24 Emancipation Lincoln used his background as a lawyer to come up with a solution more or less based on the following questions that I would like you to answer:

25 Emancipation Question: How did slave owners legally consider their slaves (and horses, buildings, etc…)?

26 Emancipation Answer: Slaves were considered to be property.

27 Emancipation Question: What happens to property that armies capture from their enemy during a war? Image courtesy Library of Congress

28 Emancipation Answer: The property captured (called contraband) belongs to the army that captured it and its government.

29 Lincoln therefore stated in his Emancipation Proclamation that any property (slaves) captured by U.S. military forces would be freed.

30 Emancipation Activity Look at your excerpt from the Emancipation Proclamation. Let’s read the second paragraph together. Image courtesy Library of Congress

31 Emancipation The war was no longer just about preserving the union, it was also about freeing the slaves.

32 Emancipation The Union demonstrated its ability to fight and win against the Confederate army. In addition, most Europeans did not like slavery. Therefore, now that the war was about freeing the slaves, they decided not to get involved with either the Union or the Confederacy.

33 United States Colored Troops
Lincoln had some other challenges. He wanted African American men interested in joining the United States military to be able to do so. However, some white, Union soldiers did not want to serve with African American soldiers. There were also concerns about how well African Americans would fight since most of them did not have any military service.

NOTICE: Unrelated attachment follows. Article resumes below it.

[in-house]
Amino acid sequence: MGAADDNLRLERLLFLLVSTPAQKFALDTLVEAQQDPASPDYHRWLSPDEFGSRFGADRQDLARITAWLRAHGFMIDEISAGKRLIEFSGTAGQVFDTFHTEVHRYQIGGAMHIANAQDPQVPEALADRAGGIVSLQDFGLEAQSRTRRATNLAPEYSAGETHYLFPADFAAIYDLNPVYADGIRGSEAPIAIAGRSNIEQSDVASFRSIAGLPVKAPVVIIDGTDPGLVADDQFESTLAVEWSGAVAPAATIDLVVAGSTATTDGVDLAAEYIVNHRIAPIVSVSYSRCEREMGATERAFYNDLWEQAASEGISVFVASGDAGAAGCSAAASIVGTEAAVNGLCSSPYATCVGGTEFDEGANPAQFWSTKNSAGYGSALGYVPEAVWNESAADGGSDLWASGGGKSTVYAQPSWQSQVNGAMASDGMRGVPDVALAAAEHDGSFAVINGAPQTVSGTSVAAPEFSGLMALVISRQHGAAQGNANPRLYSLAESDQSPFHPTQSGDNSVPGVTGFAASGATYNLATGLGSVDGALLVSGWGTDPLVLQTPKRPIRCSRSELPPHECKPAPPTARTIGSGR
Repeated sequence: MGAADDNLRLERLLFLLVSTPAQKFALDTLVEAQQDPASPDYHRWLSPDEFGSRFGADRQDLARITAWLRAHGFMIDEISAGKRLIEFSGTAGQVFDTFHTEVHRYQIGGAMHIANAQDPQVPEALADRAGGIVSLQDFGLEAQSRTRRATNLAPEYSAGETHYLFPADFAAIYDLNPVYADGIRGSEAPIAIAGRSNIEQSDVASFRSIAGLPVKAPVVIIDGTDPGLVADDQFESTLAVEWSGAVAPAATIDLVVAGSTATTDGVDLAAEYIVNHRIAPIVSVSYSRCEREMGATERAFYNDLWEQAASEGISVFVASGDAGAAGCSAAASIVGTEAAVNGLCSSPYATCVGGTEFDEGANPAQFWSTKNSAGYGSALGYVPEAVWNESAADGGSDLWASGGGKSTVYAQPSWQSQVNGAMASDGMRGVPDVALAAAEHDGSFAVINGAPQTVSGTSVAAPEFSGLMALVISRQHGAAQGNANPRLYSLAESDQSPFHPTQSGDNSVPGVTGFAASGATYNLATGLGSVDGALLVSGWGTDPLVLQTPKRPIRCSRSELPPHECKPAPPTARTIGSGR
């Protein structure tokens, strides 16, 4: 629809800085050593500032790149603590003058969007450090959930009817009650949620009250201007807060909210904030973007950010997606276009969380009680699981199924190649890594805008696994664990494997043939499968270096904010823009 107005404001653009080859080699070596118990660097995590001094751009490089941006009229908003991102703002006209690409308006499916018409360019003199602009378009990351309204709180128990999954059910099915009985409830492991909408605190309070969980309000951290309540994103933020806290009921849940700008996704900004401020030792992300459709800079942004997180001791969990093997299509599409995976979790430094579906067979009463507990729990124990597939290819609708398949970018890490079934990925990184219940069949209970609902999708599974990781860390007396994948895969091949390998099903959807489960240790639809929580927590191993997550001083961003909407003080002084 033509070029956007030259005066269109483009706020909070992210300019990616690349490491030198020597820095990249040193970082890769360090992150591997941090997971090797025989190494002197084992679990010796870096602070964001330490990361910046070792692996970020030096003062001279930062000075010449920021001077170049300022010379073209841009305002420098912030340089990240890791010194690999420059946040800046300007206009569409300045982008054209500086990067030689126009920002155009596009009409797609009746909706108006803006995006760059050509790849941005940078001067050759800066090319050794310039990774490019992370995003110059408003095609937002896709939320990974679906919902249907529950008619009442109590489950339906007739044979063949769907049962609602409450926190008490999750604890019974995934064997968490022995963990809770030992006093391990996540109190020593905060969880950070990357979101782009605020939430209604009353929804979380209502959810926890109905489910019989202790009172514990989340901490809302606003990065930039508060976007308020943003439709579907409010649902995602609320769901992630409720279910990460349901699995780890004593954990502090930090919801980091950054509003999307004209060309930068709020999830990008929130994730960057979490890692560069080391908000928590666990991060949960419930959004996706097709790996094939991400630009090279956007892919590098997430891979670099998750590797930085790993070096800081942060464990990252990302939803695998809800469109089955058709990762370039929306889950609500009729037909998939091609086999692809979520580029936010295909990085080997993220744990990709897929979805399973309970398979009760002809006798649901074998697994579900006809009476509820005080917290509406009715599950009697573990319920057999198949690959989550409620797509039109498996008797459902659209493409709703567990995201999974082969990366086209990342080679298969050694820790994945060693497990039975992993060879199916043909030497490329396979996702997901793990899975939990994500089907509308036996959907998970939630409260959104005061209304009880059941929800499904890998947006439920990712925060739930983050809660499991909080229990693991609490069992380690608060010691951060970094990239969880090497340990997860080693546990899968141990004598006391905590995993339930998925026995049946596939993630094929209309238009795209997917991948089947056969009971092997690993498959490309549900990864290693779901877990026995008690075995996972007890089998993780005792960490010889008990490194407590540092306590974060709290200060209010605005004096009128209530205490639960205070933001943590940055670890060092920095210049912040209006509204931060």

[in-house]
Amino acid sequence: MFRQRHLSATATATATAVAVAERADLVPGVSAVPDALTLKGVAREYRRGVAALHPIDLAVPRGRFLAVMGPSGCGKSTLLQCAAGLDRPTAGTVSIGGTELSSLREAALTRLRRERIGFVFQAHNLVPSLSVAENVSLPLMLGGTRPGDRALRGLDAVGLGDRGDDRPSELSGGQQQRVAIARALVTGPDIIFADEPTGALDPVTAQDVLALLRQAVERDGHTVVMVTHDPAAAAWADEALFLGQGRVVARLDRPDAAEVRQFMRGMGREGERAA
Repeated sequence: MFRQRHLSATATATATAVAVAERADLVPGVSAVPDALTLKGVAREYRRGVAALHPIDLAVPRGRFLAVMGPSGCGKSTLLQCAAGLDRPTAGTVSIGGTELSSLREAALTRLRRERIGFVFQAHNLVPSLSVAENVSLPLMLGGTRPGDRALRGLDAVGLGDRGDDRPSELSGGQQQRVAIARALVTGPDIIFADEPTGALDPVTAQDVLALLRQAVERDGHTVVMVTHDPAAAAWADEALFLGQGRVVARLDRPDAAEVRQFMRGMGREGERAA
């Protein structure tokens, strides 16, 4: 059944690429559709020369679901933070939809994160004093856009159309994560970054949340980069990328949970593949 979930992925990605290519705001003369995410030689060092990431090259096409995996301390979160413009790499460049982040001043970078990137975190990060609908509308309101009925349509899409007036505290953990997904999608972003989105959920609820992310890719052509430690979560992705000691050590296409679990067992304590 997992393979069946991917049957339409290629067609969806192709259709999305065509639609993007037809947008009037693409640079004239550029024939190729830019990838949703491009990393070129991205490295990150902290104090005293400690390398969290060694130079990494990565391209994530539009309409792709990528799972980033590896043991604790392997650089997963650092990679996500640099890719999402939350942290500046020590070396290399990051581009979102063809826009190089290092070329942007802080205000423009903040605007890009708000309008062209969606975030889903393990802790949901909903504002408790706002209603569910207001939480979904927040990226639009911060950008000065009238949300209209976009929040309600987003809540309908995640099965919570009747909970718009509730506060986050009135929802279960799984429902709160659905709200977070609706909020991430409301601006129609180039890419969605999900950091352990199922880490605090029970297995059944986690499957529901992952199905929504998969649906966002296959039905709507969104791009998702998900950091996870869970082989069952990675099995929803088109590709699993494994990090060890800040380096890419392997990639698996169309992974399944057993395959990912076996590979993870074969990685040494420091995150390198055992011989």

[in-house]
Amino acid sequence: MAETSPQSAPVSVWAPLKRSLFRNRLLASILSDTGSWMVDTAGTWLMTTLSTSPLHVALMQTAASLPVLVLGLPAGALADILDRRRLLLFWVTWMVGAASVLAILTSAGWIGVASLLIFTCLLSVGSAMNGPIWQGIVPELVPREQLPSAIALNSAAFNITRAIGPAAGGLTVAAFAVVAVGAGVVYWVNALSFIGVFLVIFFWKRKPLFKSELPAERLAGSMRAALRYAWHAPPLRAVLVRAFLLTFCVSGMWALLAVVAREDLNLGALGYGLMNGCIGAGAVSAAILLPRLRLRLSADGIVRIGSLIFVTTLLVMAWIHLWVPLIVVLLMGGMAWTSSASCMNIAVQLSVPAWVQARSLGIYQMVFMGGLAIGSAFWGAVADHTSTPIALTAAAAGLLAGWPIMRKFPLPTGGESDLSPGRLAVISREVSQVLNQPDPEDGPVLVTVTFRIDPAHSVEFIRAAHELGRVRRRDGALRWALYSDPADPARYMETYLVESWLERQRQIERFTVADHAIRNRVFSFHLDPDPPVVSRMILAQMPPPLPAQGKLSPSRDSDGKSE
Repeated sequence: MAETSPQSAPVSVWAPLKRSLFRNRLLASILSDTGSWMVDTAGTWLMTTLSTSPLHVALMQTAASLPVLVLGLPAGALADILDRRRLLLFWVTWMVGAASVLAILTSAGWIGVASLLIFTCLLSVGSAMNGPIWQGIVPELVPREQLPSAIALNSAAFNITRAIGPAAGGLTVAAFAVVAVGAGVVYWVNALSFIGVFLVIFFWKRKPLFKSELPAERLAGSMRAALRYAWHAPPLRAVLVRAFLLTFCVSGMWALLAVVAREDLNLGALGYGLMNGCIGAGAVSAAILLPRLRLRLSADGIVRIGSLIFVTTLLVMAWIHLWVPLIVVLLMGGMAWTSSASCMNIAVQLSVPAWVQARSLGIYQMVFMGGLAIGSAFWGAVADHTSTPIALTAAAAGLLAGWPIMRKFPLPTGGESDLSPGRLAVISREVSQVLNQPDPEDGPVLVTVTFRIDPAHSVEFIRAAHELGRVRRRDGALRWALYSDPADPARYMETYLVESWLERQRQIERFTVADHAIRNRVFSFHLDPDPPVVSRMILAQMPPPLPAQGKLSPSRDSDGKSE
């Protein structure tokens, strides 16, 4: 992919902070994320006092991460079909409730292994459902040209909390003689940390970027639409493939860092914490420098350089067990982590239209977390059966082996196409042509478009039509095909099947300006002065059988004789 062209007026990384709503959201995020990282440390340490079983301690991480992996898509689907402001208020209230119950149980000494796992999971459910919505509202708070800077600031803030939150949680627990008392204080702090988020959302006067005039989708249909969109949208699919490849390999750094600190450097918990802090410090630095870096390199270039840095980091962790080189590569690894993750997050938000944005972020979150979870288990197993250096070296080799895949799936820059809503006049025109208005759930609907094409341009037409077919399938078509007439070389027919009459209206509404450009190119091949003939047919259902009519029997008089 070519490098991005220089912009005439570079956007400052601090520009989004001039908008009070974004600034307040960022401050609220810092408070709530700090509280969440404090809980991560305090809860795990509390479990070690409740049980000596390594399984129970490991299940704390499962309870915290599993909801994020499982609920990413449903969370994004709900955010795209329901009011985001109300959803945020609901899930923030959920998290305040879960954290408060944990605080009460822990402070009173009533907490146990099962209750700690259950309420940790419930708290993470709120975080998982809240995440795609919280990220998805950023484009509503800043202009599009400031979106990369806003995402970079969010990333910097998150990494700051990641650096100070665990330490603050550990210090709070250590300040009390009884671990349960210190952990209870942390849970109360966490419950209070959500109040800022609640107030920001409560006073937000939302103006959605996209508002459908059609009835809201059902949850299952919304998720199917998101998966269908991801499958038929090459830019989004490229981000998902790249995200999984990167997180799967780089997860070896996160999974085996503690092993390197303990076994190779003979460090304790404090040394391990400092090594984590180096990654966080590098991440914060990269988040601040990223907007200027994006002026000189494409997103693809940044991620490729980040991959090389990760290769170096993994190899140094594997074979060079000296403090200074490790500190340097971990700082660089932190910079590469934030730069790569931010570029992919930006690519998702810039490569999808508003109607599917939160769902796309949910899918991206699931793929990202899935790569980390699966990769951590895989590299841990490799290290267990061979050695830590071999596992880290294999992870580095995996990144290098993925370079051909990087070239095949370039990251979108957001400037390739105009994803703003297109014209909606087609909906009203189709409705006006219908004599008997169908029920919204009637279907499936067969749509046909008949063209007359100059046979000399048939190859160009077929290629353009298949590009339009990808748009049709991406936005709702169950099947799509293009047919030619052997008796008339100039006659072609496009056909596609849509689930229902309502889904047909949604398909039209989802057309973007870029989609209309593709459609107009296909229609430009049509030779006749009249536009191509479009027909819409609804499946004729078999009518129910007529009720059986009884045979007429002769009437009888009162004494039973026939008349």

34 United States Colored Troops
In the Emancipation Proclamation Lincoln addressed the enlistment of African Americans in the United States armed forces. Activity In paragraph #8 Lincoln discusses them being accepted into the military. Let’s read it together. Image courtesy Library of Congress

35 The War Department decided that African American soldiers would be placed in all African American units commanded by white officers.

36 United States Colored Troops
Activity Let’s read an excerpts from General Order 143, which created the “United States Colored Troops” (USCT). Image courtesy National Archives

37 United States Colored Troops
Question: What do you think were some advantages for the United States in having African Americans serve in the military?

38 United States Colored Troops
Answer: African Americans joined the United States military in large numbers. Which led to a larger army, one of the deciding factors in the United States defeating the Confederacy.

39 African Americans were now directly involved in their own emancipation.

40 Key items to remember from today’s lesson
The “bloodiest” day in American history was the Battle of Antietam, Maryland. The Union “victory” at Antietam allowed President Lincoln to issue the Emancipation Proclamation. Great Britain and France remained neutral and did not enter the war on the side of the Confederacy. The Emancipation Proclamation freed slaves in the Confederate States (Eventually all states would free their slaves) With African Americans joining the armed forces, the United States had a greater advantage over the Confederate States because of its number of soldiers and sailors.

41 Activity Let’s complete the Emancipation Proclamation Activity
Activity Let’s complete the Emancipation Proclamation Activity. Place the statements from the Emancipation Proclamation in the order that they happen.